At last year’s Polar Law Symposium in Rovaniemi, Finland, former Yukon Premier Tony Penikett made an observation about governing that has important implications for how we proceed with the exploitation of hydrocarbons and minerals in the Arctic. Penikett said that the hardest thing he had to do as premier, when a problem was presented to him, was to determine the real nature of the problem.
The proper framing of a policy question is crucial if we are to get the answer right, yet when it comes to how we discuss the exploitation of nonrenewable resources in the Arctic, we seem to be influenced by stories and tales over what is problematic in their extraction. One such narrative formed when Russian submarines planted the country’s flag on the seabed of the North Pole in August 2007. News media and some parts of the research community asserted that the starter’s gun had fired for an international scramble for circumpolar resources. According to this storyline, climate change was melting Arctic Ocean sea ice, uncovering vast hydrocarbon riches and triggering competition among the Arctic coastal states to occupy the seabed.
Yet this seemingly logical scenario ignored the reality that all Arctic coastal states, including Russia, have engaged in extensive research over where the outermost boundaries of their continental shelves lie. They have done so on the basis of the Law of the Sea (in particular, the Law of the Sea Convention), which presents a reality that is different from widely held perception.
But surely, many people say, there is a commercial scramble for resources in the Arctic as companies seek to tap into those hydrocarbon riches. According to this line of thinking, the Arctic is the new Wild West, where risk takers are rewarded and there are neither rules nor sheriffs to apply law and secure order. The analogy is seductive. Even the prestigious Foreign Affairs magazine has published a couple of articles describing the Arctic as the Wild West of the 21st century.
But there are plenty of legal rules in the Arctic — perhaps, even, too many. Most of the Arctic and the estimated hydrocarbon deposits lie within the sovereign and maritime jurisdiction of the Arctic states. Their national rules regulate how natural resources can be prospected and exploited. An enormous body of international rules — such as those that protect the environment and human rights and advance the opening of trade — apply in the Arctic.
Furthermore, the Arctic Council, the region’s predominant intergovernmental forum, has grown stronger. It has sponsored two international agreements among the eight Arctic states, one on search and rescue (now in force) and the other on oil-spill preparedness and response (likely to be signed at the next ministerial meeting in May).
So if there is no Wild-West-style scramble for resources between states or companies, what, then, is the real problem?
A few corporate setbacks aside, resource extraction in the Arctic Ocean is proceeding. The plentiful nonrenewable resources of the Arctic are clearly being factored into the calculations of global markets, and campaigns by environmental organizations to prohibit oil exploration and exploitation in the Arctic waters have not found political support among the decision-makers in governments. All the Arctic states (including the Greenlandic Inuit, who have virtual self-government) are about to open their land and sea areas to mining and hydrocarbon exploitation.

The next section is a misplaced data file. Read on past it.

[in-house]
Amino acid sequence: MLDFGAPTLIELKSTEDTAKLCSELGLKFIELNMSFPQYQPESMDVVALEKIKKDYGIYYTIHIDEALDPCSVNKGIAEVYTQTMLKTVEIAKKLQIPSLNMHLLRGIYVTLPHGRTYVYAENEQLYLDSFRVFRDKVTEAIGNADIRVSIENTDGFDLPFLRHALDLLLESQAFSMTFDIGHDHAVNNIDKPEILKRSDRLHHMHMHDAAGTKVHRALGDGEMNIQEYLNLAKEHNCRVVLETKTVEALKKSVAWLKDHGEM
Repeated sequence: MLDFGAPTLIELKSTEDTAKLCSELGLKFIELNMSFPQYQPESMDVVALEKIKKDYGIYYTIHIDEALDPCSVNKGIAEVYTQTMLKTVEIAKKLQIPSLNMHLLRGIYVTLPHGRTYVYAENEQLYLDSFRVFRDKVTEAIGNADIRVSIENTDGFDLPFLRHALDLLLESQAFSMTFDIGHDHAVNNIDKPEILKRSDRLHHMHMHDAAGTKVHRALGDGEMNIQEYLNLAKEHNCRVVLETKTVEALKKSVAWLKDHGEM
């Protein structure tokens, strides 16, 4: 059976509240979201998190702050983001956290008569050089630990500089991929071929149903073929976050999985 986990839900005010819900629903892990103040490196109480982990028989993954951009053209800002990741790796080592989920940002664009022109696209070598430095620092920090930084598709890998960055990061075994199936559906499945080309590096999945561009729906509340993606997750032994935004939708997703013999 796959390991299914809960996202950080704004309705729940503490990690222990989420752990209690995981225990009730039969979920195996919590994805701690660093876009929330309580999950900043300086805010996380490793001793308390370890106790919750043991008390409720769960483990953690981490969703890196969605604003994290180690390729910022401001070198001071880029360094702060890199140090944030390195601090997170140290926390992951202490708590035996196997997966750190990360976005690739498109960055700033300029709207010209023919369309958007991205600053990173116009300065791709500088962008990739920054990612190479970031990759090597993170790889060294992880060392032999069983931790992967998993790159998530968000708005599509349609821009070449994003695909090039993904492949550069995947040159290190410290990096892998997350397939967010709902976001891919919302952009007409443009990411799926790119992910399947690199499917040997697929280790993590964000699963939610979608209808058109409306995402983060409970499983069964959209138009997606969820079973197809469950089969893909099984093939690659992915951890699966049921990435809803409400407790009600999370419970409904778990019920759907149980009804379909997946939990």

Yet even if this prospecting and exploitation is being regulated, it does not mean that the rules in and of themselves will ensure that extractive industries operate responsibly. The real problem is the difficulty of putting these rules into practice in the Arctic due to lack of resources (personnel and equipment) and the vast distances involved.
Laws and treaties alone can wield only so much leverage over how companies operate in such remote regions. The companies themselves must comply with sustainable business practices that respect local communities and the physical environment. It is essential, therefore, that the legal regime be complemented by developing standards of corporate social responsibility (CSR) over Arctic resource exploitation.
Companies usually follow CSR standards in order to maintain a good reputation, now a vital element in running a profitable business. In some cases, CSR standards exceed the standards required by legal systems, as companies develop their own supervision mechanisms and nongovernmental organizations act as watchdogs, holding companies to their promises.
This is not to say that laws do not need to be updated and strengthened. Laws and regulations can be enforced only through judiciaries, and communities or individuals who lack the power and resources of multinationals and governments must have that recourse. But multistate diplomacy that leads to changes in international law takes time to negotiate. Meanwhile, CSR standards have the potential to at least minimize the harmful impacts of nonrenewable resource extraction in the Arctic, and encourage more sustainable development.
As we wrestle with decisions over whether to allow resource extraction in the Arctic and to what degree, we need to use all tools at our disposal to ensure we proceed in a sustainable way. In the coming years, opposition to hydrocarbon extraction in the Arctic will likely become more vocal and more organized. Extractive industries are powerful players in the region, and they are there to stay. Ensuring that development takes place in ways that respect these remote ecosystems and communities will require not just an emerging body of laws and regulations, but also a commitment by companies to a standard of social responsibility that is transparent, acceptable and accountable to all.